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SNAP: the first Writing Circle anthology

Three years ago, I started a writing group for students at the university where I teach, Canterbury Christ Church. It started as a place for students to get extra support with their work as well as a supportive environment where new work could get written.

Jump forward to the pandemic, and I moved the group online. In the only space where year groups could mix, we wrote together weekly. I’ve been thinking a lot about how we can make intimate digital spaces – and the Writing Circle online has proved to be one such place. It’s been the joy of a rotten year to see the courage, resilience, and creativity of students and colleagues.

To celebrate the fact that we were able to keep writing together, I’m pleased as punch to announce our first anthology of work: SNAP! The title refers to the short, punchy nature of the work as well as its impetus – individual responses to the idea of a “card”.

When you think of a card, what do you think of? In SNAP! you’ll find stories about postcards, Valentine’s, and credit cards. You’ll find Tarot and Loteria and sentient playing cards. Mostly, you’ll find dazzling new fresh work made by students of all ages. What do you think?

SNAP! features work by BA and MA students: Helen Atkinson, Alexa Barrett, Bethany Climpson, Stephen Daly, Nicholas Huggett, Amanda Jones, Jessica Joy + fellow lecturer Sonia Overall – and me

On Hope

Two weeks later, we watched that same Capital building and felt nothing but pride and possibility. We watched people – politicians and their families and those who were working there – treat each other with dignity and kindness. It didn’t blow all the memories away – nothing could do that – but it reminded us that there were other ways to be and live. I sobbed my way through the inauguration, and I say that without apology.

I feel like we got given a lot of things with a new president. But most of all, for me, it’s hope.

Waking up, out of America

I’m having a little trouble with equilibrium this morning, trying to settle thoughts and feelings with the news. This America isn’t what I grew up saluting, slack flag in the corner, stars and stripes a little faded in the hot, dry California sun.  We aimed ourselves at it each morning, slapped our hands on our hearts and parroted allegiance because they told us to. 
You know how it goes:  
I pledge allegiance to the Flag of the United States of America, and to the Republic for which it stands, one Nation under God, indivisible, with liberty and justice for all.
We all had a little trouble with indivisible.  It came out invisible, often enough.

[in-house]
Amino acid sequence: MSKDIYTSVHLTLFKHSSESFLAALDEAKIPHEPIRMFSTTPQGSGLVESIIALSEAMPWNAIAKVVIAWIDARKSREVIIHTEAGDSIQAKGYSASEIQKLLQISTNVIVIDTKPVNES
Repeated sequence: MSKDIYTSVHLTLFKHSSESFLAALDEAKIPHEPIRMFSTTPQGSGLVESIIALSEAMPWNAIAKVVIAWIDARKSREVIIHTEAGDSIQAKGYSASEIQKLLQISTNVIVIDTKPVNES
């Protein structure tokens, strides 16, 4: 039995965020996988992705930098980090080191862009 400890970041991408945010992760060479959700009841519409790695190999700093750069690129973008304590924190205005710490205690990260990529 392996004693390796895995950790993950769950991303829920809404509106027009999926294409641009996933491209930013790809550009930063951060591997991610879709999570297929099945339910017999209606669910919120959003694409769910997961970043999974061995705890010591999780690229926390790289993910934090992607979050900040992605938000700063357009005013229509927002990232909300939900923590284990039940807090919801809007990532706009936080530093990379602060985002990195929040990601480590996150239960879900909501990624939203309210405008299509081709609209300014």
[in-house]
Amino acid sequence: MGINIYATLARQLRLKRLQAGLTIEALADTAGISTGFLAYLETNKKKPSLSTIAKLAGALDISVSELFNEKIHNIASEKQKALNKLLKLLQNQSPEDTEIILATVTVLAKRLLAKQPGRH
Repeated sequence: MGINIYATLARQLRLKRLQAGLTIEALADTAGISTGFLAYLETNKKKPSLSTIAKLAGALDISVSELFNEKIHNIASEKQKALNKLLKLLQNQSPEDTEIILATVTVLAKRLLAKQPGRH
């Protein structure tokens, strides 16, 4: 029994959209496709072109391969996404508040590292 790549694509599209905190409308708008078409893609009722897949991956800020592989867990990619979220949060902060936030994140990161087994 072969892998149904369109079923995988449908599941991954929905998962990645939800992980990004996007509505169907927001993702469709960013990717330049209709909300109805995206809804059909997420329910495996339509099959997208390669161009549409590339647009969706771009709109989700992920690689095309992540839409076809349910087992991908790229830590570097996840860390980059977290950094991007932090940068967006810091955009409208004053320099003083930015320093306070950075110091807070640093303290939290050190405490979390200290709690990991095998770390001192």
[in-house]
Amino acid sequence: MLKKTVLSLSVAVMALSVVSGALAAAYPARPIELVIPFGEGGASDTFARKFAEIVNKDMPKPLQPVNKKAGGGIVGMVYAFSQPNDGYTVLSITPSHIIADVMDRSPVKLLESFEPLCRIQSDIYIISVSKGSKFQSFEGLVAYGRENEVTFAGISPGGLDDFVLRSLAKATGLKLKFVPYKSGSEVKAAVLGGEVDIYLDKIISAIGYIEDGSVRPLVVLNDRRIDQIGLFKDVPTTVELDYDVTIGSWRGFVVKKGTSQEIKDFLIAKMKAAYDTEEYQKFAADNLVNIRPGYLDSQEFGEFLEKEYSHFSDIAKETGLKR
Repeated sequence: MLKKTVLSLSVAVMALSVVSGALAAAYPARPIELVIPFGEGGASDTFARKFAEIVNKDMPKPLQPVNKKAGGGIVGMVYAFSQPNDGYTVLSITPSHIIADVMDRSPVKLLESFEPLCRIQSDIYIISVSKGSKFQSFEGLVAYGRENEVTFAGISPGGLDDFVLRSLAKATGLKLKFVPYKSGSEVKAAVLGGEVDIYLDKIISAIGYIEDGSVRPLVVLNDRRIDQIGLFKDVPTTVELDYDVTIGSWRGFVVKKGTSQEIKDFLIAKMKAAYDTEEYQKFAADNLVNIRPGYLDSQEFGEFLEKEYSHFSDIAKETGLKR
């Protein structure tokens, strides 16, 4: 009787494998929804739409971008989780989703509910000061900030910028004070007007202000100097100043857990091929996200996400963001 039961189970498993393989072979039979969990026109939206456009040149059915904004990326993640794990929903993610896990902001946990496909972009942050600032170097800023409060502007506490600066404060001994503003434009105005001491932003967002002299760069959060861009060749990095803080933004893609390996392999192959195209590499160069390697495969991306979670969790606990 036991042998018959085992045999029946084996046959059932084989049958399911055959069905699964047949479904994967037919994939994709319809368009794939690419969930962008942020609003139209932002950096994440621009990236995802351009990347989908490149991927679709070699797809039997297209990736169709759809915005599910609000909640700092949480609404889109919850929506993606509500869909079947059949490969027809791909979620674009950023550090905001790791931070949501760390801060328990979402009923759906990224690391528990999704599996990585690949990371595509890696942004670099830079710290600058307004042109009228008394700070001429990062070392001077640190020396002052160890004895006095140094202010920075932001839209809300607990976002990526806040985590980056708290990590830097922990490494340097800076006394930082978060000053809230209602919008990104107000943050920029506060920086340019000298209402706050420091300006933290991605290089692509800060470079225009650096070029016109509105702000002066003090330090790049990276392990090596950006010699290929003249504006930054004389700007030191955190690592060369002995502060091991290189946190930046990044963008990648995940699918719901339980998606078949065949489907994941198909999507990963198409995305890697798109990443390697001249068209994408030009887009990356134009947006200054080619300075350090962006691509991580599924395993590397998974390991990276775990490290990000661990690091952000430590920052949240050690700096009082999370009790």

One nation, invisible. 
Or invisible, liberty and justice.  It isn’t for all, is it?  
I am appalled by the awful privilege of white racism.  
I am shocked by the complicity of police and politicians, who we were raised to respect.  
I am sickened by losers who feel entitled to win.   
I have lived in the UK for more than twenty-five years – yet, I am American.  I remain an American writer.  
My America is Melville, and Hawthorne, Dickinson and Steinbeck. My America is Baldwin, Morrison, Angelou, Langston Hughes. But my America is also Faulkner and Thoreau, O’Connor and Ingalls Wilder – and there are issues there, increasingly hard to overlook.  (There are issues with Melville and Hawthorne too, come to think of it, which sends me spiralling backward:  what is there within myself that I do not see clearly?). My America is so many writers: Jesmyn Ward and Terry Tempest Williams and Joan Didion and Leslie Marmon Silko and Scott Momaday and Louise Erdrich and and and.   

When I was a teenager, I saw a Native American man crying on a sidewalk, clearly drunk and suffering.  “They took my country,” he said, repeatedly, and I thought I understood his pain.  I did not. When I went to a school dance with a classmate from Korea, my grandmother said white girls shouldn’t do such things, my Midwest grandmother born in 1902 who’d had Black servants and Black maids in uniforms serving canapes at her card parties in Pasadena.  More than likely, I only rolled my eyes at her outdated view. When I dated a Black man, I didn’t tell my mother, so that I wouldn’t have to hear or acknowledge her thoughts.  That shames me now. When I used to produce concerts, I found myself alone in my office paying a bandleader, a Black jazz pianist several decades older than myself who decided to kiss me, without invitation or consent, and stuck his tongue into my mouth with force and entitlement.  I didn’t tell my mother – or anybody – about this either, for shame. That shames me now as well.